In addition to Federal law, the FDIC Board has considered applicable state law. Pennsylvania corporate law recognizes a duty of care that requires corporate boards to perform their duties "with such care, including reasonable inquiry, skill and diligence, as a person of ordinary prudence would use under similar circumstances." 15 Pa. Cons. Stat. Ann. § 1712 (1998). Regarding directors' duty of care, relevant Delaware court precedent has provided that directors would be expected to inform themselves as to the existence and availability of alternatives to the course of conduct under consideration. The more significant the proposed corporate action, the greater would be the requirement that directors investigate and consider alternatives. See, e.g., Smith v. Van Gorkom, 488 A.2d 858 (Del. 1985).
The information provided to the FDIC with respect to the deliberations of the Nesquehoning board indicates that there was no substantive investigation and consideration of alternatives (other than a standard conversion) to the proposed merger with First Star. Among other things, such investigation and consideration should include a financial comparison of First Star's bid to other alternatives. Although Nesquehoning's board initiated a process of "shopping" the institution, the board did not exercise reasonable diligence to obtain a bid from financial. institutions other than First Star because it did not adequately pursue initial expressions of interest from other institutions.
Efforts by a mutual institution's management to "shop" the institution would establish a market based value, which its board could take into consideration, in the proper exercise of its fiduciary duty.
In addition, the information provided to the FDIC does not indicate that the Nesquehoning board determined the value of the First Star bid. Notably, regarding the discount on Bancorp common stock, Nesquehoning's board of trustees did not exercise reasonable diligence to determine the value of the stock discount on the "market price" of Bancorp stock as provided by the merger agreement. The FDIC has determined that there exists substantial uncertainty regarding the fair market price of Bancorp stock (in light of the volatility of the trading price of Bancorp stock during the past twelve months). Furthermore, the FDIC is concerned with respect to whether the discount on Bancorp stock would result in the distribution of value to the rightful recipients.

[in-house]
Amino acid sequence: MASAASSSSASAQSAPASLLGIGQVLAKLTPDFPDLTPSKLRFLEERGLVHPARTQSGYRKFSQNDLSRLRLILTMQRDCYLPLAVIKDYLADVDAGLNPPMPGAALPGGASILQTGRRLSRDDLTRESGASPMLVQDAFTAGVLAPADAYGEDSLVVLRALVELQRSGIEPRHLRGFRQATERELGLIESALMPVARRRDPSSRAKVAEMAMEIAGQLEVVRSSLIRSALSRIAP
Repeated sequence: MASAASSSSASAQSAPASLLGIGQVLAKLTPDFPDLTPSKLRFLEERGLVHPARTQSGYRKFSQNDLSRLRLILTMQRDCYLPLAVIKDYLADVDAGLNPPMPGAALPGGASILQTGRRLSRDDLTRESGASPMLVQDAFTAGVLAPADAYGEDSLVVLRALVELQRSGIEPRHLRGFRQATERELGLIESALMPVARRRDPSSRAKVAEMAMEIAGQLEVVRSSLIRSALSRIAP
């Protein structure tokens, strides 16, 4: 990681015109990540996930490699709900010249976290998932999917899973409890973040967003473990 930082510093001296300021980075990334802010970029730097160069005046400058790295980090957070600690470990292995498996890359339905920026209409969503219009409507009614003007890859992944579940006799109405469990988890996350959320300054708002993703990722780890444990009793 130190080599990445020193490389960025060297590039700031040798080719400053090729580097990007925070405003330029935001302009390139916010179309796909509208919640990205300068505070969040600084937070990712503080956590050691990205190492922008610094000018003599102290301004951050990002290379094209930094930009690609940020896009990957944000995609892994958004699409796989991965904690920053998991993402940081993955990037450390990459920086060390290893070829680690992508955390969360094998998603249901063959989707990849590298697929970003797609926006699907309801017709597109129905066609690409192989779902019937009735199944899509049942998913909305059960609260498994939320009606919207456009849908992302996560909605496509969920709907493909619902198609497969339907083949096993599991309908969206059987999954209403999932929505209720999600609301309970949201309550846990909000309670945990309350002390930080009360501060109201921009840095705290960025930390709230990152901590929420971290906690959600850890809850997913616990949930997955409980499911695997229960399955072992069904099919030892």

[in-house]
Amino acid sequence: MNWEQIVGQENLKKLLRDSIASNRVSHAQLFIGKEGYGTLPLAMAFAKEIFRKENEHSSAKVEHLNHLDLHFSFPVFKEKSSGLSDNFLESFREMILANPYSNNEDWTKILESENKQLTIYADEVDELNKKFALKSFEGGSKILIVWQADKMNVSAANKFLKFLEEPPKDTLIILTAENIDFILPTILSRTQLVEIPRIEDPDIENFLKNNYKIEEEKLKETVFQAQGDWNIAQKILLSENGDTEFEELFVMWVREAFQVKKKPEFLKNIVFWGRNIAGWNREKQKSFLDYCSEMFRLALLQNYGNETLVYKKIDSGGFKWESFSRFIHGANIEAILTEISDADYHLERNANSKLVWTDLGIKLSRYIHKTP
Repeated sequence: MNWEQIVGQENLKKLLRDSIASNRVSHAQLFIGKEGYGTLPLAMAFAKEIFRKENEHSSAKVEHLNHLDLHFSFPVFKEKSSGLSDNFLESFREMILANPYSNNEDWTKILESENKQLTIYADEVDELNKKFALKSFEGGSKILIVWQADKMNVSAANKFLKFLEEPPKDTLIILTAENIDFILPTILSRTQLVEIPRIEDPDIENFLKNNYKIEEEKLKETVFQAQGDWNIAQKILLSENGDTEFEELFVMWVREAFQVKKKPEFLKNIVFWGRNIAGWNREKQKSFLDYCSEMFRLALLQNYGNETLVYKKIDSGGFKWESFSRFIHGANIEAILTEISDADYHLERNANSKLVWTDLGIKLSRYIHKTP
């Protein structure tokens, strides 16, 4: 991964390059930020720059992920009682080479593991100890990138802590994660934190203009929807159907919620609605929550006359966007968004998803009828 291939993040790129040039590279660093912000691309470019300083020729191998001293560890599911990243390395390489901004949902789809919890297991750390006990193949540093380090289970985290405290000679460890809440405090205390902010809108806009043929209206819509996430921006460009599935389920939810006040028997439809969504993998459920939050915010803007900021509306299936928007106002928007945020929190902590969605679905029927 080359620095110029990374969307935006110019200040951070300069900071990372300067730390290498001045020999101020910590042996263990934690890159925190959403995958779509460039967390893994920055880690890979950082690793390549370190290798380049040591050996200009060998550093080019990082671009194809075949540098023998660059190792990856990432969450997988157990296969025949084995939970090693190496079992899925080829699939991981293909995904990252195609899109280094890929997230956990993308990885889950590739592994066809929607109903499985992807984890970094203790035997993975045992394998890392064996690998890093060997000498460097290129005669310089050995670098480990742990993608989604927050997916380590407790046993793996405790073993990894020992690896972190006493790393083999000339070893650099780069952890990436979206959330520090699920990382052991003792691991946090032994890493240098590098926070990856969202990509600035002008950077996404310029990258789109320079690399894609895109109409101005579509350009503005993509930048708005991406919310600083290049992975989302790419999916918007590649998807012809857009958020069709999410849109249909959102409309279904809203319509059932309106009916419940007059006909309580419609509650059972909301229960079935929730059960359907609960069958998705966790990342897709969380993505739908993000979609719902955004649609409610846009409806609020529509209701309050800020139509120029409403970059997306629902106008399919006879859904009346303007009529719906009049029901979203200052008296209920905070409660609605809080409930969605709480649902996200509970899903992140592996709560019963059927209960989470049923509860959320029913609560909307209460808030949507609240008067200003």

The amended merger agreement submitted to the FDIC provides for, at most, distribution of 47 percent of the institution's net worth to its constituents. This distribution of value calculation includes the discount on Bancorp stock, despite the FDIC's concerns regarding whether the discount would result in a distribution of value. Therefore, the First Star bid provides a significant distribution of Nesquehoning's value to the acquirer, which is not considered a constituent of the institution. While the FDIC has considered intangible commitments in the First Star proposal, these intangibles do not compensate for the significant shortfall in the distribution of Nesquehoning's net worth to its constituents.
The FDIC has determined that Nesquehoning's management has breached its fiduciary duty to its constituency by (i) providing for a low distribution of value to Nesquehoning's depositors and other primary constituents and (ii) not exercising reasonable diligence in determining the value of First Star's bid and in considering alternatives (other than a standard conversion) to the proposed merger with First Star.
Because of the FDIC's objections as detailed above, you are hereby advised that the mutual-to-stock conversion proposed by Nesquehoning shall not be consummated unless and until the FDIC rescinds this letter of objection. You are also advised of the right of Nesquehoning, within 15 days of receipt of this letter, to file with the FDIC a written petition seeking reconsideration of the Board's objection pursuant to 12 C.F.R. Section 303.11(f).
The FDIC's objections to your application are without prejudice - - that is, Nesquehoning is free to file a new notice of conversion if it wishes to continue to pursue a conversion.
The FDIC's objection to your application moots First Star's merger application, and the application will accordingly be returned to First Star.
By direction of the Board of Directors.
Robert E. Feldman